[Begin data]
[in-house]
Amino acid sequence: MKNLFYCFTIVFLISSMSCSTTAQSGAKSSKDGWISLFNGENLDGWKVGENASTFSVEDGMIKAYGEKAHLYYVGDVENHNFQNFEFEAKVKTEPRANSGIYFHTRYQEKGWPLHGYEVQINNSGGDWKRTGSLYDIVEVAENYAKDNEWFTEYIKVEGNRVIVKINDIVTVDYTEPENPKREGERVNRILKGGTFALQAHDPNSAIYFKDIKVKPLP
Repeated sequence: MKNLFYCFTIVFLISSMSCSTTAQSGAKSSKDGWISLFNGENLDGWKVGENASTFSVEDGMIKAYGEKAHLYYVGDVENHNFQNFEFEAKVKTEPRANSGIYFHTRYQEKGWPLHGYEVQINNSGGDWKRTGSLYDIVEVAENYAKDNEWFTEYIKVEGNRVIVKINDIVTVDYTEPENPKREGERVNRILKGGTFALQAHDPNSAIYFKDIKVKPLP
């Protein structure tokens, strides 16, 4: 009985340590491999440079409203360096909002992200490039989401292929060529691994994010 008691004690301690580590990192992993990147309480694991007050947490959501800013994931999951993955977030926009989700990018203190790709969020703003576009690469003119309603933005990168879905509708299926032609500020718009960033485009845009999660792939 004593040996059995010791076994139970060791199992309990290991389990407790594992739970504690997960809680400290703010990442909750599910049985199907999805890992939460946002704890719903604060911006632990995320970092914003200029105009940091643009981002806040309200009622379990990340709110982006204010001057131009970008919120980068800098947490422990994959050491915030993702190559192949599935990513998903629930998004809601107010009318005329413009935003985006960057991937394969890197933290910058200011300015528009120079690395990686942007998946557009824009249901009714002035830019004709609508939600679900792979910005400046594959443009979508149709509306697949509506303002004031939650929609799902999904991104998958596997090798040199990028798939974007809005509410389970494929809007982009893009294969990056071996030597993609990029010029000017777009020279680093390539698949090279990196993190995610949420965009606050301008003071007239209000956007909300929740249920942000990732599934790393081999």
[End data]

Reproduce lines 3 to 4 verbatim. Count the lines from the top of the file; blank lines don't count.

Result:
Repeated sequence: MKNLFYCFTIVFLISSMSCSTTAQSGAKSSKDGWISLFNGENLDGWKVGENASTFSVEDGMIKAYGEKAHLYYVGDVENHNFQNFEFEAKVKTEPRANSGIYFHTRYQEKGWPLHGYEVQINNSGGDWKRTGSLYDIVEVAENYAKDNEWFTEYIKVEGNRVIVKINDIVTVDYTEPENPKREGERVNRILKGGTFALQAHDPNSAIYFKDIKVKPLP
């Protein structure tokens, strides 16, 4: 009985340590491999440079409203360096909002992200490039989401292929060529691994994010 008691004690301690580590990192992993990147309480694991007050947490959501800013994931999951993955977030926009989700990018203190790709969020703003576009690469003119309603933005990168879905509708299926032609500020718009960033485009845009999660792939 004593040996059995010791076994139970060791199992309990290991389990407790594992739970504690997960809680400290703010990442909750599910049985199907999805890992939460946002704890719903604060911006632990995320970092914003200029105009940091643009981002806040309200009622379990990340709110982006204010001057131009970008919120980068800098947490422990994959050491915030993702190559192949599935990513998903629930998004809601107010009318005329413009935003985006960057991937394969890197933290910058200011300015528009120079690395990686942007998946557009824009249901009714002035830019004709609508939600679900792979910005400046594959443009979508149709509306697949509506303002004031939650929609799902999904991104998958596997090798040199990028798939974007809005509410389970494929809007982009893009294969990056071996030597993609990029010029000017777009020279680093390539698949090279990196993190995610949420965009606050301008003071007239209000956007909300929740249920942000990732599934790393081999």